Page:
One day, as we were coming back to Ibadan from Ago Iwoye, we branched at Iwo Road. We had gone to drop a friend at the motor park. As we left, my brothers said that they wanted to buy plantain chips. Luckily, there was a boy who sold them just a few feet away from where our car was in the traffic hold-up. However, when my dad called him, the boy was busy rearranging his wares and did not hear. When he did hear, it was unfortunately the same time the traffic started to move. Not wanting to cause another hold-up, my dad also moved his car, albeit slowly, so the boy would not have to run too much to catch up.
The touching part of the whole scenario, and the reason behind this write-up, was that, realizing that potential buyers were slowly moving away, and not wanting to lose the money, the boy began to run after our car. And he did not just run, he took off his slippers before running. Seeing that, my dad shook his head and said, “Ó mà se o- What a pity.” Upon hearing those words, a lump rose in my throat. I was full of pity for the boy. I wondered, what if, after running that much, he had gotten to our car and we had said we were no longer buying? And what if we bought just one? Would fifty naira have been worth his run, without slippers on a road on a cold harmattan morning? We bought four, that was two hundred naira, but if I’d had five hundred naira, I would have given it to him and asked him to keep the change.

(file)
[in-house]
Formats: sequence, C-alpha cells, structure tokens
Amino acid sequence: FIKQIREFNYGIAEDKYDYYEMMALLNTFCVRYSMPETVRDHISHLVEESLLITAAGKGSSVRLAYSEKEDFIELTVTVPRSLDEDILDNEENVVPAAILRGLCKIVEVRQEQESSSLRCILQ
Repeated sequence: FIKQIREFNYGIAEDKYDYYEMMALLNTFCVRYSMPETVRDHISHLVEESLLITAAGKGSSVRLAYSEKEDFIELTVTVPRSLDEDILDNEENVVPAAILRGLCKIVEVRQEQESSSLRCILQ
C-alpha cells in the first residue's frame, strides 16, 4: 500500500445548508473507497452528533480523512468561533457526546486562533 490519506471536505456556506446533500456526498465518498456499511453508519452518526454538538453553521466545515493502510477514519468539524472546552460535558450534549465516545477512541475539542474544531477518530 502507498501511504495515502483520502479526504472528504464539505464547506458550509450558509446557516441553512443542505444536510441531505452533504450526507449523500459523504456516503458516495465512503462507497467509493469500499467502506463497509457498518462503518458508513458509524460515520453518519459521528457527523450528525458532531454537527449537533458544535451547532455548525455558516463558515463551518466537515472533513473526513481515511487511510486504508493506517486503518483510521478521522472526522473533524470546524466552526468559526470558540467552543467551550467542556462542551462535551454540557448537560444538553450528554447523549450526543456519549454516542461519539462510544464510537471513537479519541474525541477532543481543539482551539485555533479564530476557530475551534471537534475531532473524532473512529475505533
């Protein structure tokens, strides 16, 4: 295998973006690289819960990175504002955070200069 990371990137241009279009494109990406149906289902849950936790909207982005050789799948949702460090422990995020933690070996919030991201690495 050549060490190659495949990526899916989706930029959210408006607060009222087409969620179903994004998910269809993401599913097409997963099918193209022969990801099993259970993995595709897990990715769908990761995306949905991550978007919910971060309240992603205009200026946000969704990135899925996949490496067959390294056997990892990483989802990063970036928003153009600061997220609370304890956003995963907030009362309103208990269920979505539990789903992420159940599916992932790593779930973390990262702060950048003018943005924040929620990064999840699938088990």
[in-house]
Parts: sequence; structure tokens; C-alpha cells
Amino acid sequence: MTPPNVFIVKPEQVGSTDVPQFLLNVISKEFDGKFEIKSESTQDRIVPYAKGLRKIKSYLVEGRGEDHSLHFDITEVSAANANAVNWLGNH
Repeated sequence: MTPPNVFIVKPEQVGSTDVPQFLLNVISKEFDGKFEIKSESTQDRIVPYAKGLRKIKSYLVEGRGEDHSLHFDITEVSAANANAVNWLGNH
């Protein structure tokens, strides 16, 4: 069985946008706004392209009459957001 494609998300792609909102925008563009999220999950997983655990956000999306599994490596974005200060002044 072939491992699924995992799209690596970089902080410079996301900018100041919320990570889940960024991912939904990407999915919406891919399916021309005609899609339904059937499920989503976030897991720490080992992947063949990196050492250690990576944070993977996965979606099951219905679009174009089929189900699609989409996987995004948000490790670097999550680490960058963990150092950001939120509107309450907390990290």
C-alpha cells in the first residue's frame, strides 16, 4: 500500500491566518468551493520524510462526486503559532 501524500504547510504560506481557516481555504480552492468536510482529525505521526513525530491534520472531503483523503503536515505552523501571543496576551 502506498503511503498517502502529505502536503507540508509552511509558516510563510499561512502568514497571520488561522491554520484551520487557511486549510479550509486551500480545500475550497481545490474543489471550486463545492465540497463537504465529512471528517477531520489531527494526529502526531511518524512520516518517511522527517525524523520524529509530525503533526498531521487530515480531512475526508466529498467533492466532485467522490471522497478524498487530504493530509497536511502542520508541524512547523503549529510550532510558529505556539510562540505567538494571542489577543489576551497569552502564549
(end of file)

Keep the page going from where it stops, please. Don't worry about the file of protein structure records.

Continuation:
When we turned to the other lane, the traffic hold-up was worse, so when we got to where the boy was, I was able to get a good look at him. He looked about thirteen or fourteen years, if not more than that. He had several marks on his cheek, like he had been beaten with a broom. He also looked very tired, even though it was just eight in the morning.
There are several other children on the streets like him, who do not feed well, who face terrible conditions everyday just to make a living. Many of us tend to look down on people like him, call them street children, hooligans and all sorts but not all of these children are bad. They did not choose to be where they are. So, next time, when you see ‘street children’, do not try to intimidate them with your flashy clothes and gadgets because you have them, instead, think of how you can make life better for them.
It could be you in their position.